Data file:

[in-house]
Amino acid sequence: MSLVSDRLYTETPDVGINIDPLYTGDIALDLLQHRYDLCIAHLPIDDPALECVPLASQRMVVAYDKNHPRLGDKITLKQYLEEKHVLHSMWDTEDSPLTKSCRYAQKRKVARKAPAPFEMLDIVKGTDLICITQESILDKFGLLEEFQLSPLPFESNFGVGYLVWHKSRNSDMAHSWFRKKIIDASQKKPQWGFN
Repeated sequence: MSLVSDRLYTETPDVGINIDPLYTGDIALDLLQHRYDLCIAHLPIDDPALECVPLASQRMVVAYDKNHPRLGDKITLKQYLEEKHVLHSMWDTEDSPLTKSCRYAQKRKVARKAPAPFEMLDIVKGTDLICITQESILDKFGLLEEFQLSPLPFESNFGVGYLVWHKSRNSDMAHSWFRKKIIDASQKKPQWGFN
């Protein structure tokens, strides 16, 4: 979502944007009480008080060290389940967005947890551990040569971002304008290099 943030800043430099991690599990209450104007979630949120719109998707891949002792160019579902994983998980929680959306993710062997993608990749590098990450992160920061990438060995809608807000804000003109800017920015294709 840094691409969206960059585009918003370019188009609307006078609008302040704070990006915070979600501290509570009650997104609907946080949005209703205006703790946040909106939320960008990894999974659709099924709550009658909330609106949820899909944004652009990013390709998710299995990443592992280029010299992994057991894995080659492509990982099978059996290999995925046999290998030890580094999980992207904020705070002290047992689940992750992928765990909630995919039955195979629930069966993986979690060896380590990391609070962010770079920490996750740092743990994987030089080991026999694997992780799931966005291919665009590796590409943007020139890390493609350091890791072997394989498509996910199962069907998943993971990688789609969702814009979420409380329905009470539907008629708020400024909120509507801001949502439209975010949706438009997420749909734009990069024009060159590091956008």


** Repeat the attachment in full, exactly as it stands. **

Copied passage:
[in-house]
Amino acid sequence: MSLVSDRLYTETPDVGINIDPLYTGDIALDLLQHRYDLCIAHLPIDDPALECVPLASQRMVVAYDKNHPRLGDKITLKQYLEEKHVLHSMWDTEDSPLTKSCRYAQKRKVARKAPAPFEMLDIVKGTDLICITQESILDKFGLLEEFQLSPLPFESNFGVGYLVWHKSRNSDMAHSWFRKKIIDASQKKPQWGFN
Repeated sequence: MSLVSDRLYTETPDVGINIDPLYTGDIALDLLQHRYDLCIAHLPIDDPALECVPLASQRMVVAYDKNHPRLGDKITLKQYLEEKHVLHSMWDTEDSPLTKSCRYAQKRKVARKAPAPFEMLDIVKGTDLICITQESILDKFGLLEEFQLSPLPFESNFGVGYLVWHKSRNSDMAHSWFRKKIIDASQKKPQWGFN
């Protein structure tokens, strides 16, 4: 979502944007009480008080060290389940967005947890551990040569971002304008290099 943030800043430099991690599990209450104007979630949120719109998707891949002792160019579902994983998980929680959306993710062997993608990749590098990450992160920061990438060995809608807000804000003109800017920015294709 840094691409969206960059585009918003370019188009609307006078609008302040704070990006915070979600501290509570009650997104609907946080949005209703205006703790946040909106939320960008990894999974659709099924709550009658909330609106949820899909944004652009990013390709998710299995990443592992280029010299992994057991894995080659492509990982099978059996290999995925046999290998030890580094999980992207904020705070002290047992689940992750992928765990909630995919039955195979629930069966993986979690060896380590990391609070962010770079920490996750740092743990994987030089080991026999694997992780799931966005291919665009590796590409943007020139890390493609350091890791072997394989498509996910199962069907998943993971990688789609969702814009979420409380329905009470539907008629708020400024909120509507801001949502439209975010949706438009997420749909734009990069024009060159590091956008």